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What's the best way to set Exchange mailbox size limits?

Get tips and expert advice on the best way to set Exchange mailbox size limits for users.

How do I go about setting Exchange mailbox size limits for users?

How to set Microsoft Exchange mailbox size limits is an important consideration for administrators. The decision doesn't have to be a political one, and there are a few good rules of thumb to follow.

There are three popular ways to set mailbox size limits: using flat per-user limits, tiered limits or by analyzing users' real-time usage.

More resources on Exchange mailbox limits

Download Microsoft Exchange Server User Monitor

Learn about reporting tools for analyzing Microsoft Exchange usage

Learn about the "Mailbox size limit exceeded" error message

Read about managing mailbox storage limits

Get information about Exchange mailbox quotas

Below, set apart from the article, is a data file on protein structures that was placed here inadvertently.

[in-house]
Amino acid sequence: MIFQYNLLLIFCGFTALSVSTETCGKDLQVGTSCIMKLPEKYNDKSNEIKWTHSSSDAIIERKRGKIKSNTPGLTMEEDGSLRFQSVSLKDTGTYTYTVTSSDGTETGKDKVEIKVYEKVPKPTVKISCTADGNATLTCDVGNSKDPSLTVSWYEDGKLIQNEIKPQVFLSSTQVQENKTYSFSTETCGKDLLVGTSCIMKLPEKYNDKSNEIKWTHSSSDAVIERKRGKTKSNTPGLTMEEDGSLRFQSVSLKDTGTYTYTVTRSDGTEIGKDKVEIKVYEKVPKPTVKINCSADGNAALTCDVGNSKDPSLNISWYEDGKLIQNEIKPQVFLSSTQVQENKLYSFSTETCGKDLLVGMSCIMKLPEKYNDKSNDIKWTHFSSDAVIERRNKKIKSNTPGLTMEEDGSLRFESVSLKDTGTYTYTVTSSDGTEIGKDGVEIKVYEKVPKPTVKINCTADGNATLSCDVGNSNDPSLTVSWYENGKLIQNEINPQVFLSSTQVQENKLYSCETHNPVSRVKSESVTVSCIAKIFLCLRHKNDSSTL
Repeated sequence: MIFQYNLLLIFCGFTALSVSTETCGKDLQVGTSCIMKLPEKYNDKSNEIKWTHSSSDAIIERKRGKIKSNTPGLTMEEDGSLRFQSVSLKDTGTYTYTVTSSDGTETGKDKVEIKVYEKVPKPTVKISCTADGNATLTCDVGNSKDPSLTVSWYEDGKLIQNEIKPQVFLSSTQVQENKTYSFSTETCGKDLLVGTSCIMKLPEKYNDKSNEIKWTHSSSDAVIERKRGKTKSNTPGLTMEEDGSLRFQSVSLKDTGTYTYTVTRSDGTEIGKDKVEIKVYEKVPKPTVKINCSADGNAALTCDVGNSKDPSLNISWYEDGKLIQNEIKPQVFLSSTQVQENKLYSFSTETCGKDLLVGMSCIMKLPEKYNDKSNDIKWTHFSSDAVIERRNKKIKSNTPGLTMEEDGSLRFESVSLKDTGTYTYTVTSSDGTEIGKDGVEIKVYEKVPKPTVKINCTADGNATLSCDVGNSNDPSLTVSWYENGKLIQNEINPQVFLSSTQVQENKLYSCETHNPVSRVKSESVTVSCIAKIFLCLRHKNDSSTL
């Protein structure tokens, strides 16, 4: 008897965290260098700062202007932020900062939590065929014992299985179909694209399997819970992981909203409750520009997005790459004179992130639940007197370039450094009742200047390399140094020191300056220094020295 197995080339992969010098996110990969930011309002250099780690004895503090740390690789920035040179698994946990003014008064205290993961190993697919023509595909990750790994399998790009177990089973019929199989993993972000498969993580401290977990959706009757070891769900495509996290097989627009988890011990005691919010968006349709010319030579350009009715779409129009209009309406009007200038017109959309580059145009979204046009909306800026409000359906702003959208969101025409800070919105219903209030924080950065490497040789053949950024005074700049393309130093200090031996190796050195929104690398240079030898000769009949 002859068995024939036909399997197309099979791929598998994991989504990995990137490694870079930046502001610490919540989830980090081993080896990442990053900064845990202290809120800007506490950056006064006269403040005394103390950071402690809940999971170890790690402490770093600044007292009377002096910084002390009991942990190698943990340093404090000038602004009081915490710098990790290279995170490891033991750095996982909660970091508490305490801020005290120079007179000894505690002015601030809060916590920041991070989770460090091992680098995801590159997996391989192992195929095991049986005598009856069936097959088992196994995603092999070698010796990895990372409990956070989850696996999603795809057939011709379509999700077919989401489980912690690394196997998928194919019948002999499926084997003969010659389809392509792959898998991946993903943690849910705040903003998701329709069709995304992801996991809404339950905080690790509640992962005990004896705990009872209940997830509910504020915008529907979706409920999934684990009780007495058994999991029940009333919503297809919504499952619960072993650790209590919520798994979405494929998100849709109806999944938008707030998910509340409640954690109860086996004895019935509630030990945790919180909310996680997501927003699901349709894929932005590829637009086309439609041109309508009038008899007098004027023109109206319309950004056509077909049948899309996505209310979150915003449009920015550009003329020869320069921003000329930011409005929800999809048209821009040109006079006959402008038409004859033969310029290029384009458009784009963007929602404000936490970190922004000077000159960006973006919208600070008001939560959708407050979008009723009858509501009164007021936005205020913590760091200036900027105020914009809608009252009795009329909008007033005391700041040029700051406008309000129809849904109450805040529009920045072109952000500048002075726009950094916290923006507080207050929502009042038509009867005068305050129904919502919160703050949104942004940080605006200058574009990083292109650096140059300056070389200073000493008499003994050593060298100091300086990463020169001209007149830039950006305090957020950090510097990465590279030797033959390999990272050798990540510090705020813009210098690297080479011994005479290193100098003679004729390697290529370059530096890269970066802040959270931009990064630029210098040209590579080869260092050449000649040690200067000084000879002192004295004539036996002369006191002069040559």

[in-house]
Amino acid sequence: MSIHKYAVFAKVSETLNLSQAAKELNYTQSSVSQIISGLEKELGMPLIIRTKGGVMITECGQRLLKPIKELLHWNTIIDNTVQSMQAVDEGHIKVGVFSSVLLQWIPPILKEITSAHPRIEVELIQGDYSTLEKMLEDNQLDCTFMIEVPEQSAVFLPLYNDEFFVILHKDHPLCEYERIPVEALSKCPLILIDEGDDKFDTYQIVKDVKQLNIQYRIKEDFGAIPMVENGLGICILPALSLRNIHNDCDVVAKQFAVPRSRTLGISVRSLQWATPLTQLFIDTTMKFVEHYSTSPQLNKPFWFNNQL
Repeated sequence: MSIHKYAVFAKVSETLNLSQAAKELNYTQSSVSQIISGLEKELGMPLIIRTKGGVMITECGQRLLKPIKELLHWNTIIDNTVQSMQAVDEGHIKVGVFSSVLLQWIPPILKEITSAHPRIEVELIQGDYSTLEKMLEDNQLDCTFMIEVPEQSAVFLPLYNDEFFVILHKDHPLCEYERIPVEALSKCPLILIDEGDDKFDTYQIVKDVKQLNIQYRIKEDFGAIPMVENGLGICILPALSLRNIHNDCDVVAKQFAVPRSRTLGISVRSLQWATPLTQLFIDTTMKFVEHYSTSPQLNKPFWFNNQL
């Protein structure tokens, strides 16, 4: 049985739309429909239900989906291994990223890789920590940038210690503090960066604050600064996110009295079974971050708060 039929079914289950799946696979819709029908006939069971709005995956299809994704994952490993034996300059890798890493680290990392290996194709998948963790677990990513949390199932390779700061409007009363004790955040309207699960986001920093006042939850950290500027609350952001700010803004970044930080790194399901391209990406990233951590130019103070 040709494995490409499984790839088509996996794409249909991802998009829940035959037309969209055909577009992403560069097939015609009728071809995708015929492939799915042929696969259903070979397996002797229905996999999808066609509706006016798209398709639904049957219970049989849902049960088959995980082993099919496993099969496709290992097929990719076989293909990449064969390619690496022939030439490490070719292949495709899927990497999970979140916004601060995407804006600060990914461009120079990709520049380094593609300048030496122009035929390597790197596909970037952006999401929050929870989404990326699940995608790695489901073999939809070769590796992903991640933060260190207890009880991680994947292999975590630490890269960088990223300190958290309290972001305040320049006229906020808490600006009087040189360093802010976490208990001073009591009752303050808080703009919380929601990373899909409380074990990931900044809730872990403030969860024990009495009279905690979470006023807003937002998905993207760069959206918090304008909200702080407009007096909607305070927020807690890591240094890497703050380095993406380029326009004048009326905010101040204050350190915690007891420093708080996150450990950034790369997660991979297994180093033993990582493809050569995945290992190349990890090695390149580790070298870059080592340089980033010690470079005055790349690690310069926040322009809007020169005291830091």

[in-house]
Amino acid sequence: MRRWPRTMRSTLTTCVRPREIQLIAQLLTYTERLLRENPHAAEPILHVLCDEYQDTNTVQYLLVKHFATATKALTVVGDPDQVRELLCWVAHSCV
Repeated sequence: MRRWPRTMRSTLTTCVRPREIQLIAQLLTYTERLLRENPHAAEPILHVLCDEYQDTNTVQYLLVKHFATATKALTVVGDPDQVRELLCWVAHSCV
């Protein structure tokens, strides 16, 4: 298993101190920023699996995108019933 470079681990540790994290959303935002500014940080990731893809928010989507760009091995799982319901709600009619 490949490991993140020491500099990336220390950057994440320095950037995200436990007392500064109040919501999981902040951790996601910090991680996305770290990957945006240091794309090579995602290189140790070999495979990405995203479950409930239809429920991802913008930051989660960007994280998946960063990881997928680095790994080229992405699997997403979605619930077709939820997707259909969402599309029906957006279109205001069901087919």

To calculate a flat per-user limit, just take the total size of the available Exchange Server message store space and divide that by the total number of users in your organization. This will give you a number that you can use as a starting point for how large your Exchange Server mailboxes should be.

To determine a tiered limit, what you would want to do is to split some end users into groups and figure out what the total usage for each group should be. For example, one group could consist of department heads (who typically send and receive more email than other users) and another group could be regular employees.

A third way to handle mailbox limits is by analyzing real-time usage. See how much email a user is actually using, consult with them, and set a limit based on that. If you have a large organization, you may not have time to consult with each user, so you would just want to stick with usage statistics.

Whichever one of these three methods you use for determining a user's Exchange mailbox size limit will be better than choosing a random amount that doesn't match usage or needs. Invest a little time into figuring out how much space is actually required, and you will save your company time, database storage and money in the long run.

Note: This tip is a compilation of advice from various experts on our site.

This was last published in February 2012

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